I tried to find some clarification on this issue from a legal perspective but couldn’t find anything for this specific instance. As a result, the “take your shit with you” condition is in the agreement from the start.

The benefits of a Rent-a-Room Tenancy Agreement Template

To date, I have had five different tenants under the rent-a-room scheme and all of them expressed that they were happy with this agreement. Some even said they had never received any contract/agreement it in previous tenancies. So tenants like it. 

It has also come in handy to resolve disputes and clarify policies. The really good thing about the agreement is that, as you tenants move on, you can update it to address any issues as you progress. I would call myself a “newbie” landlord and nothing can teach you like experience can.

Download A Free Rent-a-Room Tenancy Agreement Template

Here is the Tenancy Agreement Template I am currently using. Download it, change it to suit your needs, print two copies.

Above all, both parties read, agree to and sign both copies and each one keeps a copy.

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2 thoughts on “How to Write Your Own Tenancy Agreement for Rent-a-Room in Ireland”

  1. Hello
    Where does a landlady/landlord stand where a tenant is breaking the COVID 19 law about not socialising with people outside of the household & who are more than 2km away?
    My tenant was in his friends house which is 10kms away. I asked him to move out as I am very concerned for my safety during this time & certainly do not want to catch the virus. I gave him 5 days to move out + now he’s saying he’s taking me to court because I am evicting him. When he moved in he didn’t want a contract & has lived here quite happily for 6/7 months.
    Thank you

    1. Hi Teresa,

      Just to say up front that I am not an expert and the following is only my opinion on your situation – you should certainly seek legal advice.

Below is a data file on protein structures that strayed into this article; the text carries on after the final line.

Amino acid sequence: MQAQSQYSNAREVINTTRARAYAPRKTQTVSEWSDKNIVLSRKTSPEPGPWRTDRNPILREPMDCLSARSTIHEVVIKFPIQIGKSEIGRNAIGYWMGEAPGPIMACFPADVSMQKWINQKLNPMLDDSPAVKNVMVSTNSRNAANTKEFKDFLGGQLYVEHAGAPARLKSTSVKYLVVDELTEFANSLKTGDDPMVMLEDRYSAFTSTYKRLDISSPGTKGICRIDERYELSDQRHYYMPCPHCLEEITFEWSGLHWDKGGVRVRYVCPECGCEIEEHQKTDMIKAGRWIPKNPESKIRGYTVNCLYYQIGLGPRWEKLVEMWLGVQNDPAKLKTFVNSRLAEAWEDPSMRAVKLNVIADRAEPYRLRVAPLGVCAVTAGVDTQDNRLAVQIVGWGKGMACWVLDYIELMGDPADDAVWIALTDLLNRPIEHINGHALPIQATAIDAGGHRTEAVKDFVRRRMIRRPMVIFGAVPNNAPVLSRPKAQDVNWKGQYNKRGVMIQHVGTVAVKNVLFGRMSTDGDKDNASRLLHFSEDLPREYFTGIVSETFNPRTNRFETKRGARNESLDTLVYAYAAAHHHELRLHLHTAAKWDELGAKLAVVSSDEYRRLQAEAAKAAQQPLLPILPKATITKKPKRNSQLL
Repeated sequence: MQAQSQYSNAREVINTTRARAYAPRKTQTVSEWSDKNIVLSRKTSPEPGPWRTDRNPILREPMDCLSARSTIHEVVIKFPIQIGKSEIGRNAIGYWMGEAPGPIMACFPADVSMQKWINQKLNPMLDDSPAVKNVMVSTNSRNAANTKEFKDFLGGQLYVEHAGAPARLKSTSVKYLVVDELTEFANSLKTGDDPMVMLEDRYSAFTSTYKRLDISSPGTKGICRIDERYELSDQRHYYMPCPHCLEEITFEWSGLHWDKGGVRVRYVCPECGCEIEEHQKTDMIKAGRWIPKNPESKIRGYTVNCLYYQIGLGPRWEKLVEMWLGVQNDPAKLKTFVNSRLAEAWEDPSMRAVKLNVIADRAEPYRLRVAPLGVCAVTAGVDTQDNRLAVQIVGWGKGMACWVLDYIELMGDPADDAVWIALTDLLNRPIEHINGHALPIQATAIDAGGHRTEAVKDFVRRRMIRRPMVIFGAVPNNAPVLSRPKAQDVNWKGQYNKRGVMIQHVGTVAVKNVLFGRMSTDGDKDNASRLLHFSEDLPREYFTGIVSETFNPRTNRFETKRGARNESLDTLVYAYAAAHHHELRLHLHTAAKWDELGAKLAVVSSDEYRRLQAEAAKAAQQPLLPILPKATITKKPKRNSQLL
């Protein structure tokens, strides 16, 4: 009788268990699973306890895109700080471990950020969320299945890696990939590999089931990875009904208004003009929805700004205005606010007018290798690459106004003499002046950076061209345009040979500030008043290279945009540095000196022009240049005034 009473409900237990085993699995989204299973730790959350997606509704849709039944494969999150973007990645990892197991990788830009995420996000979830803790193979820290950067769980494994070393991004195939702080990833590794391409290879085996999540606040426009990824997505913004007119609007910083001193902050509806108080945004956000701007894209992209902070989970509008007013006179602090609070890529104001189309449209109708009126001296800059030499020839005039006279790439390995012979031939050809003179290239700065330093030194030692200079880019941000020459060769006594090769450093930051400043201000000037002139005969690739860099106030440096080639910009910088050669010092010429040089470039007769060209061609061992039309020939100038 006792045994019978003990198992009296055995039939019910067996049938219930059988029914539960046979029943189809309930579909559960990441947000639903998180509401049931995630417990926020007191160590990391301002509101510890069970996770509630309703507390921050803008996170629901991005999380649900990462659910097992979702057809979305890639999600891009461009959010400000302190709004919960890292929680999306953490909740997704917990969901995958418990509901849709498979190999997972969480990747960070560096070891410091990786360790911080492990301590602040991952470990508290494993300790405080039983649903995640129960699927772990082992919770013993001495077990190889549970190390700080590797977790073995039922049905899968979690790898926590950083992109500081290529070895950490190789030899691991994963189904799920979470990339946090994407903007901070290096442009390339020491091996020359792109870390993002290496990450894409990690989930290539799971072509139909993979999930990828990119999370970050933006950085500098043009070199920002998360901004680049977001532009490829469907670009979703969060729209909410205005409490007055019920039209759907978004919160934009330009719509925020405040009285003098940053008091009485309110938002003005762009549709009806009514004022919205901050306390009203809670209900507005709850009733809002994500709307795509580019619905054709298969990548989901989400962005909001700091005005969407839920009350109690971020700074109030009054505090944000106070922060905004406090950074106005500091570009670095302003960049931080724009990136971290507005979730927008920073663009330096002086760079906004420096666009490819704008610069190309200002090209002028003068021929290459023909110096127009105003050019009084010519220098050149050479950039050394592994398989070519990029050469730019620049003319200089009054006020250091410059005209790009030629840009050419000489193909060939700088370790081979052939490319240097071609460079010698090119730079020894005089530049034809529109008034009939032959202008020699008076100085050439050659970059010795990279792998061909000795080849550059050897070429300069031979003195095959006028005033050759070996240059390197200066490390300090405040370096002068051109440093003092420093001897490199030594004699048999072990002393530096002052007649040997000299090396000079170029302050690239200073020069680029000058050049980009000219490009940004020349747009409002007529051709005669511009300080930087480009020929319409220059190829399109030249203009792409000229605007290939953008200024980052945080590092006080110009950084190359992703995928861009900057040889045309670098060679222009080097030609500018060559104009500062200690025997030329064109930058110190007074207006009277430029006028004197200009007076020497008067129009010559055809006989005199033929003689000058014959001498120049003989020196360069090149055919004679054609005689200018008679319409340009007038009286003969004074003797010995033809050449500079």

I am assuming from the way that you describe the setup that you are an owner-occupier and availing of the rent-a-room scheme. If this is the case, your “tenant” is actually a “licencee” and the provisions of the Residential Tenancies Act normally do not apply to such tenancies. However, this are extra-ordinary circumstances and emergency legislation has been passed which also includes rent-a-room tenancies. Effectively you can only evict your tenant if: “a notice of termination was issued before the emergency period, and the RTB issues a Determination Order supporting the tenancy termination for breach of tenant obligations.”

      I would advise you to do a few things

      1. Firmly explain to your tenant that he is putting your health at risk by ignoring the lock-down regulations and that this is unacceptable.
      2. Read this article which explains more about the obligations of landlords
      3. Contact the PRTB and see if you can get a Determination Order as a result of your tenant breaking quarantine regulations – ask them for advice as your situation is very specific.

      You also mentioned that he did not want a contract when he moved it. While rent-a-room tenancies (or Licencee Agreements as they are formally known) tend to be more causal, it is good practice to require all tenants to sign one when the move in.

      I understand the difficult position you have found yourself in, your health is dependant on other people realising the risks they are taking. A frank discussion with your tenant to make this clear may be the best option.